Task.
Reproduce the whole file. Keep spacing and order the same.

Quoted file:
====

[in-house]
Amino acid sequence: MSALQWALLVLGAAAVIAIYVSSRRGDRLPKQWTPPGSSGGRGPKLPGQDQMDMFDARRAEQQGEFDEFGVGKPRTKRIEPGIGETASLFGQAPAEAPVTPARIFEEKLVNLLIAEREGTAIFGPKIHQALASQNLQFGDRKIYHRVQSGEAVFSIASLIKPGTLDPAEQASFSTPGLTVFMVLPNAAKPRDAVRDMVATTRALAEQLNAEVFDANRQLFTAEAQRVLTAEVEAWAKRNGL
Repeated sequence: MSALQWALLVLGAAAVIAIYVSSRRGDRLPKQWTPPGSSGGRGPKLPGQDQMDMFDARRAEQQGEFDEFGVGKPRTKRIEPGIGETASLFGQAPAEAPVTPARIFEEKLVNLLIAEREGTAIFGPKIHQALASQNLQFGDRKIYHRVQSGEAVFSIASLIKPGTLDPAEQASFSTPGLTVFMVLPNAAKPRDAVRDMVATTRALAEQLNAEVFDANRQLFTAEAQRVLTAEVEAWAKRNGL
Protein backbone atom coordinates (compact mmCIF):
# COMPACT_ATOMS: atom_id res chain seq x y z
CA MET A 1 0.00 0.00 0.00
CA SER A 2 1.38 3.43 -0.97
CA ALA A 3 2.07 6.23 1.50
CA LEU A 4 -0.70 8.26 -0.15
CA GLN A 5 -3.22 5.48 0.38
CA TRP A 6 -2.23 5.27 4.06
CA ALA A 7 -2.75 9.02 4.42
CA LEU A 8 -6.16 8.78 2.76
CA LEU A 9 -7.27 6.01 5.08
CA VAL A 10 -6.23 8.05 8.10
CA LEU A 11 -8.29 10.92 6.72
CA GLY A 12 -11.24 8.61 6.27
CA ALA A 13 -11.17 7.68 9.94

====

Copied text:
[in-house]
Amino acid sequence: MSALQWALLVLGAAAVIAIYVSSRRGDRLPKQWTPPGSSGGRGPKLPGQDQMDMFDARRAEQQGEFDEFGVGKPRTKRIEPGIGETASLFGQAPAEAPVTPARIFEEKLVNLLIAEREGTAIFGPKIHQALASQNLQFGDRKIYHRVQSGEAVFSIASLIKPGTLDPAEQASFSTPGLTVFMVLPNAAKPRDAVRDMVATTRALAEQLNAEVFDANRQLFTAEAQRVLTAEVEAWAKRNGL
Repeated sequence: MSALQWALLVLGAAAVIAIYVSSRRGDRLPKQWTPPGSSGGRGPKLPGQDQMDMFDARRAEQQGEFDEFGVGKPRTKRIEPGIGETASLFGQAPAEAPVTPARIFEEKLVNLLIAEREGTAIFGPKIHQALASQNLQFGDRKIYHRVQSGEAVFSIASLIKPGTLDPAEQASFSTPGLTVFMVLPNAAKPRDAVRDMVATTRALAEQLNAEVFDANRQLFTAEAQRVLTAEVEAWAKRNGL
Protein backbone atom coordinates (compact mmCIF):
# COMPACT_ATOMS: atom_id res chain seq x y z
CA MET A 1 0.00 0.00 0.00
CA SER A 2 1.38 3.43 -0.97
CA ALA A 3 2.07 6.23 1.50
CA LEU A 4 -0.70 8.26 -0.15
CA GLN A 5 -3.22 5.48 0.38
CA TRP A 6 -2.23 5.27 4.06
CA ALA A 7 -2.75 9.02 4.42
CA LEU A 8 -6.16 8.78 2.76
CA LEU A 9 -7.27 6.01 5.08
CA VAL A 10 -6.23 8.05 8.10
CA LEU A 11 -8.29 10.92 6.72
CA GLY A 12 -11.24 8.61 6.27
CA ALA A 13 -11.17 7.68 9.94